The Obama administration announced on Tuesday that the war in Afghanistan, the longest in American history, would be completely ended no later than 2016.
Reporters on Tuesday morning received a statement on background from a senior administration official declaring that President Obama would on Tuesday “announce that our combat mission will be over by 2014.” The official added that the United States is open to two sorts of narrow missions after that date: “training Afghan forces and supporting CT [counter-terrorism] operations against the remnants of Al Qaeda.” Currently, the plan is that at the start of 2015, there will be only 9,800 U.S. servicemembers present in Afghanistan — down from the peak of nearly 100,000 after a surge of forces in 2010. As of earlier this year, there were roughly 38,000 U.S. forces still on the ground in Afghanistan.
“By the end of 2015, we would reduce that presence by roughly half, consolidating U.S. troops in Kabul and on Bagram Airfield,” the official continued. “And one year later, by the end of 2016, we will draw down to a normal Embassy presence with a security assistance office in Kabul, as we have done in Iraq.” The announcement comes one-day before President Obama delivers the commencement address at West Point Military Academy, a speech that is being touted as a major foreign policy address.
“The United States did not seek this fight,” President Obama said in his speech framing the withdrawal. “We went into Afghanistan out of necessity,” he said, noting that the war has lasted longer than many Americans expected. But as a result of the conflict, Obama said, is that the United States has “struck significant blows against Al Qaeda’s leadership. We have eliminated Osama bin Laden. And we’ve prevented Afghanistan from being used to launch attacks against our homeland. ” Obama also stressed that it was only after speaking with both Congress and his national security team to make the decision to “no longer patrol Afghan cities or towns, mountains or valleys” after this year.
“We have to recognize Afghanistan will not be a perfect place,” Obama said of the state of the country after America leaves. “And it is not America’s responsibility to make it one. The future of Afghanistan must be decided by Afghans. But what the United States can do, what we will do, is secure our interests and help give the Afghans a chance, an opportunity to seek a long overdue and hard-earned peace.”
The precise timing of the pullout will depend on the decision of whomever wins Afghanistan’s next presidential election. So far, Afghan president Hamid Karzai has refused to sign the Bilateral Security Agreement (BSA) drafted between the U.S. and his government to allow troops on the ground after 2014. Both the candidates to replace him — former World Bank executive Ashraf Ghani and opposition leader Dr. Abdullah Abdullah — have indicated that they will do so once they take office. The White House clearly remains wary, given that they framed the pullout’s timeline as “[a]ssuming that the BSA is signed,” but a senior administration official told reporters before Obama’s speech that the candidate’s willingness to sign gave the president the “confidence” to make this announcement.
The announced timeframe roughly tracks with a long-announced withdrawal of U.S. combat troops by the end of this year. What has been up for debate has been the total number of troops left behind. At times, the administration appeared to be mulling the so-called “zero option,” leaving behind no troops at all in the country that has seen an American military presence since October 2001, in the event no BSA is signed. The number of troops being considered for a remaining force in Afghanistan has also been as high as 20,000.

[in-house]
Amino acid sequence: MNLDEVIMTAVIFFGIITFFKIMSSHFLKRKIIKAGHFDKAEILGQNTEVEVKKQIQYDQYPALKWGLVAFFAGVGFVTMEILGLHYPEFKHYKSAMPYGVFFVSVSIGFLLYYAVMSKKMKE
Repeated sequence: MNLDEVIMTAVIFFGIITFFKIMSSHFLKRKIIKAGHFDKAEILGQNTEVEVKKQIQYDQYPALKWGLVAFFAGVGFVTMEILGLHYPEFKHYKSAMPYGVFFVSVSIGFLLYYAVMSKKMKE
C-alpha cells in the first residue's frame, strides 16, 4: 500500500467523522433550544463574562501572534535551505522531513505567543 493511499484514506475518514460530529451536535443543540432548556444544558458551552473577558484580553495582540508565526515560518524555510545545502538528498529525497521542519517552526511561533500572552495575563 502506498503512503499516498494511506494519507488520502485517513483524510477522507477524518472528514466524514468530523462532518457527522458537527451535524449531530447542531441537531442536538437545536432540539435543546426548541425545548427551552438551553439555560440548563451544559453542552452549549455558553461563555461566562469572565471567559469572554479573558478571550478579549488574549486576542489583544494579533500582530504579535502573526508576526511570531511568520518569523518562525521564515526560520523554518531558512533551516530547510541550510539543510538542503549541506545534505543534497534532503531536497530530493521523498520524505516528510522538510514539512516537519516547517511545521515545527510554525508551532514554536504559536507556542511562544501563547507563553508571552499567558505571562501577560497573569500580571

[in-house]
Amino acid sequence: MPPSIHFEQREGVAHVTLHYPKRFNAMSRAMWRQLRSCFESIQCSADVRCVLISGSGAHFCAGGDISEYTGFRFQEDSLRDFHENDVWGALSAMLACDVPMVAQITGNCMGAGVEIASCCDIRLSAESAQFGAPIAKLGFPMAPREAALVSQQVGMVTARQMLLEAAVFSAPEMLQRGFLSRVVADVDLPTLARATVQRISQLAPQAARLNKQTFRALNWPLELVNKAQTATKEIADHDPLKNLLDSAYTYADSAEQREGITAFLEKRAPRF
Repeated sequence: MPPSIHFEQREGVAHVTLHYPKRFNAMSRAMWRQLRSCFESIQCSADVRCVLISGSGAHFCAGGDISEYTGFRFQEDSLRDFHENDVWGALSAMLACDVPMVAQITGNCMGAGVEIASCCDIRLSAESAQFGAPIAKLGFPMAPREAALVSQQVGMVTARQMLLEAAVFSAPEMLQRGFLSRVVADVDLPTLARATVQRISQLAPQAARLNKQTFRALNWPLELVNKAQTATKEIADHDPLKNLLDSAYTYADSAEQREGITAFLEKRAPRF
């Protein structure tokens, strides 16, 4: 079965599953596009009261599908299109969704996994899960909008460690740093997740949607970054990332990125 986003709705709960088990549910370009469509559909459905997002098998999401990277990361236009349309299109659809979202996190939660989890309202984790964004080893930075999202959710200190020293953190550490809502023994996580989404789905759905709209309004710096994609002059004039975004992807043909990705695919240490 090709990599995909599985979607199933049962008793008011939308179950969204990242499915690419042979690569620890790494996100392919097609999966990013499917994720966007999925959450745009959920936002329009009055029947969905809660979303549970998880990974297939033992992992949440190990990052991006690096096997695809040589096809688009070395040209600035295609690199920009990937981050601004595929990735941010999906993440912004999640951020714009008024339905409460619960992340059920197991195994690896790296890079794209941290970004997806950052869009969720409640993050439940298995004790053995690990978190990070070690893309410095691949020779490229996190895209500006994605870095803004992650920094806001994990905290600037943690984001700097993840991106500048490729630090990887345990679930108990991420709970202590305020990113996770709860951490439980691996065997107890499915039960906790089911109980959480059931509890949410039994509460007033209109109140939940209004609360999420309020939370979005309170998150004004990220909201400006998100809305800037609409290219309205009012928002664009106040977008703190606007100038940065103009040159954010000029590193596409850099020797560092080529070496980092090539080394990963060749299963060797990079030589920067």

As the military drawdown moves forward, the Central Intelligence Agency is also reportedly pulling back on their activities in Afghanistan. Earlier this month, the Daily Beast and Los Angeles Times reported that the CIA is preparing to “shutter operations outside Kabul, removing CIA case officers and analysts as well as National Security Agency specialists responsible for intercepting insurgent phone calls and other communications.” The drawdown, taken as forward operating bases where CIA paramilitary operations could launch are closing, also leaves up in the air the question of what will happen to the salaries of the Afghan paramilitary groups helping in the fight against the Taliban.
The announcement will likely be welcomed among the allies who have been waiting for the U.S. to act before considering their own next steps in Afghanistan. For the last decade, the U.S. has been fighting alongside its NATO allies as part of the International Security Assistance Force. Last year, ISAF handed over the reins for fighting against the Taliban and providing security to the Afghan National Security Forces, taking on more of an assisting role. NATO writ large has been waiting for the U.S.’ final numbers and the signing of the BSA remaining before announcing how many of their forces will remain after the end of combat operations this year and completing their own Status of Forces Agreement with the Afghan government.
“It’s time to turn the page on a decade in which so much of our foreign policy has focused on the wars in Iraq and Afghanistan,” Obama said. “I think Americans have learned that it is harder to end wars than it is to begin them.” The toll the wars have taken on the country since 2001 bears that assessment out. Since the start of combat more than a dozen years ago, 2,184 American military personnel have died in Afghanistan — of those 1,816 were killed in combat. Another 19,600 have been wounded in action. March marked the first month in more than a decade that no soldier died in combat, a statistic that will soon hopefully become the norm again.